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Every numerical data item has distinct properties. Consider the number 20 as a measure of temperature in degrees. To understand this number it is essential to know its measurement units. If these are degrees Celsius, one knows the item is in the temperature class, degrees Celsius sub-class, and that a lower enumeration boundary of any value can be specified at −273.15. Such a constraint can be used in data validation. More to the point, without any knowledge of both the class and subclass, a numerical value has no meaning. The number 100 is unusable unless one knows what it is a measure of (e.g. temperature or intensity) and, equally, unless one knows what the units are (e.g. degrees Celsius, Kelvin or Fahrenheit; or electrons or volts).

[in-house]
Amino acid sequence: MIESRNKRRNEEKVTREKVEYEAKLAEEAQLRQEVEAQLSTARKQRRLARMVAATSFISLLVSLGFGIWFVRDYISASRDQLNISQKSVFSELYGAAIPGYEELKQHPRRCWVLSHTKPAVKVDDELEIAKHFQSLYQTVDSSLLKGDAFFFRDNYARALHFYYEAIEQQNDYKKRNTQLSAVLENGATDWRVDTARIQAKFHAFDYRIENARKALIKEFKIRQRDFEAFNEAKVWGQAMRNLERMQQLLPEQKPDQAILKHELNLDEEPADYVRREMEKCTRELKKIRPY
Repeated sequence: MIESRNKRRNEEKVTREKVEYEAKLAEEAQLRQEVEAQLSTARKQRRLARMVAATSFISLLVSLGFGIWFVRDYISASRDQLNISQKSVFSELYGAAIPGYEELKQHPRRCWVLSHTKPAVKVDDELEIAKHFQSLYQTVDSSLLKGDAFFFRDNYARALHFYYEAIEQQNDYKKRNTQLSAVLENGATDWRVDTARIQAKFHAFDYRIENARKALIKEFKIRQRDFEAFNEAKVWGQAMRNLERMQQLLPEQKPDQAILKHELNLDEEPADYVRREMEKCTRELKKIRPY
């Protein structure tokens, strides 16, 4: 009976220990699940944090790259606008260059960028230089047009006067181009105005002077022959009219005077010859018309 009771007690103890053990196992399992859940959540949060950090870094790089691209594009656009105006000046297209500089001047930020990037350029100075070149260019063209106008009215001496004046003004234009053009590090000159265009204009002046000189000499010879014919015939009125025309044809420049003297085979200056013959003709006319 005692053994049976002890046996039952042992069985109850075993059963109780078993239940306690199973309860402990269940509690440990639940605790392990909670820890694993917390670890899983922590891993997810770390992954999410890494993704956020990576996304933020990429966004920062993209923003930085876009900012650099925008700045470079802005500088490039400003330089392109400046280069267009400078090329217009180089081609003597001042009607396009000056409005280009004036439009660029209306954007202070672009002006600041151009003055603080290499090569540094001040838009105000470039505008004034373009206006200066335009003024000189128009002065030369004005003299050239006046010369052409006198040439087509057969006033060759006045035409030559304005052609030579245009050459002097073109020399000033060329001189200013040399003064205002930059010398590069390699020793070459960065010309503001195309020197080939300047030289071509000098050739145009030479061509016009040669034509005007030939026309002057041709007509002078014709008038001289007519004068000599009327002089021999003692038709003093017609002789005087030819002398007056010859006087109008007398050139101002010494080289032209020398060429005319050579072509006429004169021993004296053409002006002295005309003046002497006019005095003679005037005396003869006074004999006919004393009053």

2.5.3.2. Example 2: attributes of Miller indices

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Knowing the inter-dependency of one data item on another plays a major role in the understanding and validation of data. If a triplet of numbers 5, 3, 0 is identified as Miller indices h, k, l, one immediately appreciates the significance of the index triplet as a vector in reciprocal crystal space. This stipulates that the three numbers form a single non-scalar data item in which the indices are non-associative (e.g. 3, 5, 0 is not equivalent to 5, 3, 0) and irreducible (e.g. the index 3 alone has no meaning). As a reciprocal-space vector, the triplet has other properties if is part of a list of other reciprocal-space data items; namely, its value represents a key or list pointer (i.e. a unique key to a row of items in a list table) to other data items in the list associated with this vector. This means that data forming a `reflection' list are inaccessible if these indices are absent, or invalid if there is more than one occurrence of the same triplet in the list. Such interdependency and relational information is very important to the application of data, and needs to be specified in a dictionary to enable unambiguous access and validation. Other types of data dependencies will be described in Section 2.5.6[link].